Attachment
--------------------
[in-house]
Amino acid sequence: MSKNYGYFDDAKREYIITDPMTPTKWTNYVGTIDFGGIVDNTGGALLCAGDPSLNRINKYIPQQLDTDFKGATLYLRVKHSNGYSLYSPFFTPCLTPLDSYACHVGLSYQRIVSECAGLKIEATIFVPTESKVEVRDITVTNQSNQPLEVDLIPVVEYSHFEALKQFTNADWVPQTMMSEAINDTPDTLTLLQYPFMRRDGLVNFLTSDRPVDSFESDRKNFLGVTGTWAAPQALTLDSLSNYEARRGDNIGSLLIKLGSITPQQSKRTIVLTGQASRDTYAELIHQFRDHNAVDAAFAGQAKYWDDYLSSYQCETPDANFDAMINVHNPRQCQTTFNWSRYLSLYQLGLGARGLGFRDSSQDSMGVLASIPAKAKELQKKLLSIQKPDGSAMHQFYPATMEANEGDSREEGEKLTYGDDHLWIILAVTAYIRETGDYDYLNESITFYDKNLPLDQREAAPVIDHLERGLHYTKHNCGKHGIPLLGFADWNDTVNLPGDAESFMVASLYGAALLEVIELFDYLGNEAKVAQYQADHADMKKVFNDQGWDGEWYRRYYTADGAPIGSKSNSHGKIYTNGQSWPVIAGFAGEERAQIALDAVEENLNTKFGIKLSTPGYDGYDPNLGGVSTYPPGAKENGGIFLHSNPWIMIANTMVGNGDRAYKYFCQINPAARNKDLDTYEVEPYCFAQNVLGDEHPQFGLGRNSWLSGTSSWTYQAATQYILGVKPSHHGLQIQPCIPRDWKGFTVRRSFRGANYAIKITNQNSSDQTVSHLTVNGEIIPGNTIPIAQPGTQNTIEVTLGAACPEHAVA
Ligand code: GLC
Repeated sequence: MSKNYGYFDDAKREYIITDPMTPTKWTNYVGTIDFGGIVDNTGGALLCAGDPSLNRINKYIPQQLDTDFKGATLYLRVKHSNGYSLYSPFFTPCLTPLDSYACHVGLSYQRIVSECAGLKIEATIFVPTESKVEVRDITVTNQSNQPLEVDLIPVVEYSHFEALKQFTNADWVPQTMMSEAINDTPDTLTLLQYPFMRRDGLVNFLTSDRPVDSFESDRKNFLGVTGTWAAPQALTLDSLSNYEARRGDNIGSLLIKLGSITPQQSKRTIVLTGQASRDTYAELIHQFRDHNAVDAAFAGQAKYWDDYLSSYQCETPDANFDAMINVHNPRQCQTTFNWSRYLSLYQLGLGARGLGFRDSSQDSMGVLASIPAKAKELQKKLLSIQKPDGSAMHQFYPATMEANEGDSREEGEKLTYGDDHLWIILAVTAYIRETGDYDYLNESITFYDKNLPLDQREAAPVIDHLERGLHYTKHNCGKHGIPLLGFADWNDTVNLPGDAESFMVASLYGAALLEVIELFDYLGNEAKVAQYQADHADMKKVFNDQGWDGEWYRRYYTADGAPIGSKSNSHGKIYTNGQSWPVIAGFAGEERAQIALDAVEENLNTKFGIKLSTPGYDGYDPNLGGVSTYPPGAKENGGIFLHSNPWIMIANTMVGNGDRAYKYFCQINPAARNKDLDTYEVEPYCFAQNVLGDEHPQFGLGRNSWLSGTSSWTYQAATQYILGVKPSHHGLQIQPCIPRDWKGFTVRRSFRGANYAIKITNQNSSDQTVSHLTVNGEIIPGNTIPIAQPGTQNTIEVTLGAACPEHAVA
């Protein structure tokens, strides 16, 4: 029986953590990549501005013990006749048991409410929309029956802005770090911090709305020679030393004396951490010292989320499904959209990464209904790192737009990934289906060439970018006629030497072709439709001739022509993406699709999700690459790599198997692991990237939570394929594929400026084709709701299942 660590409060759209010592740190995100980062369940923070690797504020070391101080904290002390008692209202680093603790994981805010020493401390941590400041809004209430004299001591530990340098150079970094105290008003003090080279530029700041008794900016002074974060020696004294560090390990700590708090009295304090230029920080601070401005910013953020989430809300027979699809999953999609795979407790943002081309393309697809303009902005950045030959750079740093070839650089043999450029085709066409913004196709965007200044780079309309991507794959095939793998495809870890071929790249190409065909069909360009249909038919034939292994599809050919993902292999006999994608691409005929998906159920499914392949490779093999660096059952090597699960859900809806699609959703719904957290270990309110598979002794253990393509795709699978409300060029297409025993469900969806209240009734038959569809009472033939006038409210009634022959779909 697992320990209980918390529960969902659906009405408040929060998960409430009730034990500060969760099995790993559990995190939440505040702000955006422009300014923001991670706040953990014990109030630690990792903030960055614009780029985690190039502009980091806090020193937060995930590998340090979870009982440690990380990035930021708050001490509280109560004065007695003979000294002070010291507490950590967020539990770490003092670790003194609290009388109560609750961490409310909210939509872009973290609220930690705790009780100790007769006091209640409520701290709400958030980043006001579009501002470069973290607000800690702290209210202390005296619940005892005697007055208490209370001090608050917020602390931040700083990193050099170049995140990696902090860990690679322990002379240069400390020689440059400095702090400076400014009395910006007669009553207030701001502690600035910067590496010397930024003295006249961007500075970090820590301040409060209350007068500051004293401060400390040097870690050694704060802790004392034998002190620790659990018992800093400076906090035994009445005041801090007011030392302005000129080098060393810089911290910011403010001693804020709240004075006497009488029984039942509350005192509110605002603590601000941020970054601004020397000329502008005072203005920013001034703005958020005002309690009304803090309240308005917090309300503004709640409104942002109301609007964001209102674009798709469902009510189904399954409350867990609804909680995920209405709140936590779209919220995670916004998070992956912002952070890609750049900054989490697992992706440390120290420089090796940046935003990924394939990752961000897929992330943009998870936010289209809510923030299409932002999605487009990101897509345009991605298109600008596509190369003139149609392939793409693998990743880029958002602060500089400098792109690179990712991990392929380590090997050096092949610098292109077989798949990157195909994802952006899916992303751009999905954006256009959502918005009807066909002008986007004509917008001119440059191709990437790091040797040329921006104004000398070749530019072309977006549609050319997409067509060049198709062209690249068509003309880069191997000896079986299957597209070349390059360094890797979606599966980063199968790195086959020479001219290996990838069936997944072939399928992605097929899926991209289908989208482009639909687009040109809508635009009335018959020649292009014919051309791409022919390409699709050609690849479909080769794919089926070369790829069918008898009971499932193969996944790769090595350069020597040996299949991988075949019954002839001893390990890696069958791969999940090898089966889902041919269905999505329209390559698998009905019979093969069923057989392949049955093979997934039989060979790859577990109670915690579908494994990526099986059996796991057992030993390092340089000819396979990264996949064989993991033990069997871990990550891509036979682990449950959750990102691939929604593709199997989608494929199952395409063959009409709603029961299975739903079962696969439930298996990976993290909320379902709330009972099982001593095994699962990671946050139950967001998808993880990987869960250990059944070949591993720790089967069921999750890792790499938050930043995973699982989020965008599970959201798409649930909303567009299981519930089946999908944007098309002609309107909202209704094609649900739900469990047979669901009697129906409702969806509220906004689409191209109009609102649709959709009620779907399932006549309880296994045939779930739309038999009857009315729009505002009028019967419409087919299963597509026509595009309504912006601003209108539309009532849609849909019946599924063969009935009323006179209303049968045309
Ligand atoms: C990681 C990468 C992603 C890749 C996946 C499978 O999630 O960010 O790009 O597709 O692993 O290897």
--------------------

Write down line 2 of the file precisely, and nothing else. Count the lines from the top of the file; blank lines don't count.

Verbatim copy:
Amino acid sequence: MSKNYGYFDDAKREYIITDPMTPTKWTNYVGTIDFGGIVDNTGGALLCAGDPSLNRINKYIPQQLDTDFKGATLYLRVKHSNGYSLYSPFFTPCLTPLDSYACHVGLSYQRIVSECAGLKIEATIFVPTESKVEVRDITVTNQSNQPLEVDLIPVVEYSHFEALKQFTNADWVPQTMMSEAINDTPDTLTLLQYPFMRRDGLVNFLTSDRPVDSFESDRKNFLGVTGTWAAPQALTLDSLSNYEARRGDNIGSLLIKLGSITPQQSKRTIVLTGQASRDTYAELIHQFRDHNAVDAAFAGQAKYWDDYLSSYQCETPDANFDAMINVHNPRQCQTTFNWSRYLSLYQLGLGARGLGFRDSSQDSMGVLASIPAKAKELQKKLLSIQKPDGSAMHQFYPATMEANEGDSREEGEKLTYGDDHLWIILAVTAYIRETGDYDYLNESITFYDKNLPLDQREAAPVIDHLERGLHYTKHNCGKHGIPLLGFADWNDTVNLPGDAESFMVASLYGAALLEVIELFDYLGNEAKVAQYQADHADMKKVFNDQGWDGEWYRRYYTADGAPIGSKSNSHGKIYTNGQSWPVIAGFAGEERAQIALDAVEENLNTKFGIKLSTPGYDGYDPNLGGVSTYPPGAKENGGIFLHSNPWIMIANTMVGNGDRAYKYFCQINPAARNKDLDTYEVEPYCFAQNVLGDEHPQFGLGRNSWLSGTSSWTYQAATQYILGVKPSHHGLQIQPCIPRDWKGFTVRRSFRGANYAIKITNQNSSDQTVSHLTVNGEIIPGNTIPIAQPGTQNTIEVTLGAACPEHAVA